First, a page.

CARES Act Fraud – the Paycheck Protection Program
On March 27, 2020, Congress passed the Coronavirus Aid, Relief and Economic Security Act of 2020, also known as the CARES Act. In total, the CARES Act will provide approximately $2 trillion in economic aid in the wake of the Coronavirus (COVID19). This is the largest economic aid package in the history of the United States. If history is any judge, when the government starts handing out money, fraudsters will be there to steal large portions of it.
One of the most significant aspects of the CARES Act is the Paycheck Protection Program, also known as PPP. Under the PPP program, the government authorizes banks to make loans to certain qualified small businesses, equal to approximately 2 1/2 times the business’s monthly payroll. So long as the business maintains its payroll and staff, the majority of the loan will be forgiven, courtesy of the United States government. The goal of the program is to prevent lay-offs by subsidizing paychecks.
Under the PPP, eligible small businesses can receive loans of up to $10 million for each small business.
This is an important piece of legislation during a time of great economic uncertainty. But past experience teaches us that crooked companies will quickly take advantage of the CARES Act and the PPP program. The government, in its rush to distribute much needed economic aid, will not be able to protect itself from the avalanche of fraud that is about to fall. Instead, the government will follow the classic “pay and chase” model. Pay the money first and chase the fraud later.
How will crooks steal money under the CARES Act PPP Program? In many ways.
First, in order to apply for one of these loans, a business must qualify as a “small business” under applicable Small Business Administration, or SBA, standards. Generally, this means the business must have less than 500 employees (with certain exceptions detailed in the CARES Act). Dishonest businesses will lie about the number of their employees or other qualifications necessary to secure one of these PPP loans.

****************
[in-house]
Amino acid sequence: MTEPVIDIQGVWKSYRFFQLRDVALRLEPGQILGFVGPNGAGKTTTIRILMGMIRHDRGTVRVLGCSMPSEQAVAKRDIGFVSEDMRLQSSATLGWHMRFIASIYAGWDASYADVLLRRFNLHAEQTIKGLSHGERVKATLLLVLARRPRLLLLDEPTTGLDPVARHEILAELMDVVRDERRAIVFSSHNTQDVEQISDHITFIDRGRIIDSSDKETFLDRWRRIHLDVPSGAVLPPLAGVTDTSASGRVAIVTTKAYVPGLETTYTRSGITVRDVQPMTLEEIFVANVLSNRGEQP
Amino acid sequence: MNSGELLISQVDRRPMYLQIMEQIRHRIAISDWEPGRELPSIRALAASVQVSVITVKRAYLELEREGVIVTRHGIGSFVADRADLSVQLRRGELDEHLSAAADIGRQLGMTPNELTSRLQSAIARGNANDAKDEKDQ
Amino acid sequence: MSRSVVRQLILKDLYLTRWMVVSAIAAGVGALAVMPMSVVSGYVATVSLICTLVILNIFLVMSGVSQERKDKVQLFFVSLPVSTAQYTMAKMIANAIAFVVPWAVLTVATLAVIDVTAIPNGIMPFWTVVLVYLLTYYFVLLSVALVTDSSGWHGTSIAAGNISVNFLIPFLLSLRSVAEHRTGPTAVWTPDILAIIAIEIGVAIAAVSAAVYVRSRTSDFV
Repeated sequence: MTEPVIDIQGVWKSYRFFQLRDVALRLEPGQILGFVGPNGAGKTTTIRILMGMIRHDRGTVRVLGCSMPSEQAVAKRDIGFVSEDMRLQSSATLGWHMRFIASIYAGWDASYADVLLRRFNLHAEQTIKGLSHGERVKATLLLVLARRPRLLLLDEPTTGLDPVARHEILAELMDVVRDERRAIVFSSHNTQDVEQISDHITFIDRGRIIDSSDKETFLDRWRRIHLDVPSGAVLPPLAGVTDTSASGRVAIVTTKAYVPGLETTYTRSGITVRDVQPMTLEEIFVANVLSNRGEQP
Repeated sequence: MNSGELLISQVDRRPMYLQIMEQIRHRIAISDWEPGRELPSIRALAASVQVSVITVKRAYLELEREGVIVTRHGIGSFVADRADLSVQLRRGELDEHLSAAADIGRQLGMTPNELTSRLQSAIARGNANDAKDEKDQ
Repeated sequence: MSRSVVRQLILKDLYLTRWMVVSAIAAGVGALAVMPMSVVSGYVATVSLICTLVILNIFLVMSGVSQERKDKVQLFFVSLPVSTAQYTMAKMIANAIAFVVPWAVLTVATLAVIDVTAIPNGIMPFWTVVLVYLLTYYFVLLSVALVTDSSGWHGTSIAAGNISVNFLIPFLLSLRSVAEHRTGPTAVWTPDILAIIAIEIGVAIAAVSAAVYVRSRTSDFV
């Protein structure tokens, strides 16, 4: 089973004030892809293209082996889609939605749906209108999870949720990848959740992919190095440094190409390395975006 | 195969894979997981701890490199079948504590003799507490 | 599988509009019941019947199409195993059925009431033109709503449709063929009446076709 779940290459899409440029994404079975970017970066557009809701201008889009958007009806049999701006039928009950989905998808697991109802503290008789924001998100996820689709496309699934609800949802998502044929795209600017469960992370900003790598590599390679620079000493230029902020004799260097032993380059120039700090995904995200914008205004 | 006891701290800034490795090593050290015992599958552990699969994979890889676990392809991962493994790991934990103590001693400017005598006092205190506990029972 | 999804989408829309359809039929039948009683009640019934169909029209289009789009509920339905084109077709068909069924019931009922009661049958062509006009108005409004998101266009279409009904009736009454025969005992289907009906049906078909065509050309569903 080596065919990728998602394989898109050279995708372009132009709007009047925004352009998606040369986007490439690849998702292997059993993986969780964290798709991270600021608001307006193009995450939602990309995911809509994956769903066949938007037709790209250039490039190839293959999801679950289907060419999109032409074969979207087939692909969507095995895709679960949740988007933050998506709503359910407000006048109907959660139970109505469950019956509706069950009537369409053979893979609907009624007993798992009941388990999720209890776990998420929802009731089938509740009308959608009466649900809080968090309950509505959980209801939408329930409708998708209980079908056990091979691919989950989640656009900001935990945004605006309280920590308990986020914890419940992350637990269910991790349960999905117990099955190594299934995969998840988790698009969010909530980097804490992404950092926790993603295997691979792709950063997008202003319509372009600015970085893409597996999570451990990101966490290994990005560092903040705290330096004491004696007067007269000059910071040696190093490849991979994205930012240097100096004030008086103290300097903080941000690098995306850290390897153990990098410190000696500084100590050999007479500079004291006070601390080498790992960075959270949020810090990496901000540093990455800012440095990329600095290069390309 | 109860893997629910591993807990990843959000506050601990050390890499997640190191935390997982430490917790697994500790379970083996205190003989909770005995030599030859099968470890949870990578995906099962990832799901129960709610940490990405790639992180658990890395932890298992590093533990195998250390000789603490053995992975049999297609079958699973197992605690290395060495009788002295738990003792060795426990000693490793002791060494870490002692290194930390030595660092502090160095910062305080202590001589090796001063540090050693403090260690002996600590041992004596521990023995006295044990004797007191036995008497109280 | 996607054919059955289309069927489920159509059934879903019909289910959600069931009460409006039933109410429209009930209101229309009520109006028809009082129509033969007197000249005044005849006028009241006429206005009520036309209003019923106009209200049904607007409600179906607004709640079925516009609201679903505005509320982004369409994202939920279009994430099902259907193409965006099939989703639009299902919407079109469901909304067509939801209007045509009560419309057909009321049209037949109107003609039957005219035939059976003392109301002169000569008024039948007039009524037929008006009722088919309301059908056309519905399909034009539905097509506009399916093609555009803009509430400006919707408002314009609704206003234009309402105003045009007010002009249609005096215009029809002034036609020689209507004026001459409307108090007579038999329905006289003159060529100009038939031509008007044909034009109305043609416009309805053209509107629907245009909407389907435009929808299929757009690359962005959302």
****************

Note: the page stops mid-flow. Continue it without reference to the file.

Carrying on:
Next, dishonest businesses will submit false documents or lie in order to increase the size of their eligible PPP loan. In particular, companies will exaggerate the size of their payroll, or submit false documents to make their payroll, rent, or utilities seem bigger, in order to qualify for a bigger (and ultimately forgivable) loan.
Also, when calculating payroll, the PPP requires companies to cap employees at $100,000 on an annualized basis. If an employee makes more than $100,000, any amounts above $100,000 must be deducted from the annualized payroll expenses. In other words, the goal of the CARES Act is to subsidize ordinary workers, not to subsidize executives who make more than $100,000 per year. Crooked companies will ignore this provision, so they can fatten their government loan as much as possible.
Next, companies will lie about what they did with the loan proceeds. Under the PPP, loan proceeds can only be used to pay payroll, interest on mortgage obligations, rent, and utilities. As stated, however, the money cannot be used to pay employees more than $100,000 on an annualized basis, nor can it be used to pay employees who live outside the United States. Dishonest companies will lie about these facts. Instead of paying normal payroll, we will find out that crooked companies used PPP money to pay enormous bonuses to executives and company owners.
Next, companies will lie about maintaining their staff and payroll. In order to obtain loan forgiveness under the PPP program, companies must certify and promise that they maintained their current staff and payroll within specified limits. If companies lay off too many people or cut the salaries of too many employees, the government will no longer pick up the tab. In other words, the whole purpose of the program is to get money to the employees, not to the owners of the companies or other fat cats. One day, unfortunately, we will likely find that many crooked company owners lied about these matters, and that they laid off their employees while at the same time pocketing the money that Congress intended the employees to have.
We wish none of this were true, but we know better, as we have been litigating cases under the False Claims Act for a long time. If you work for a company that is committing fraud under the CARES Act or the Paycheck Protection Program, call us for a free consultation.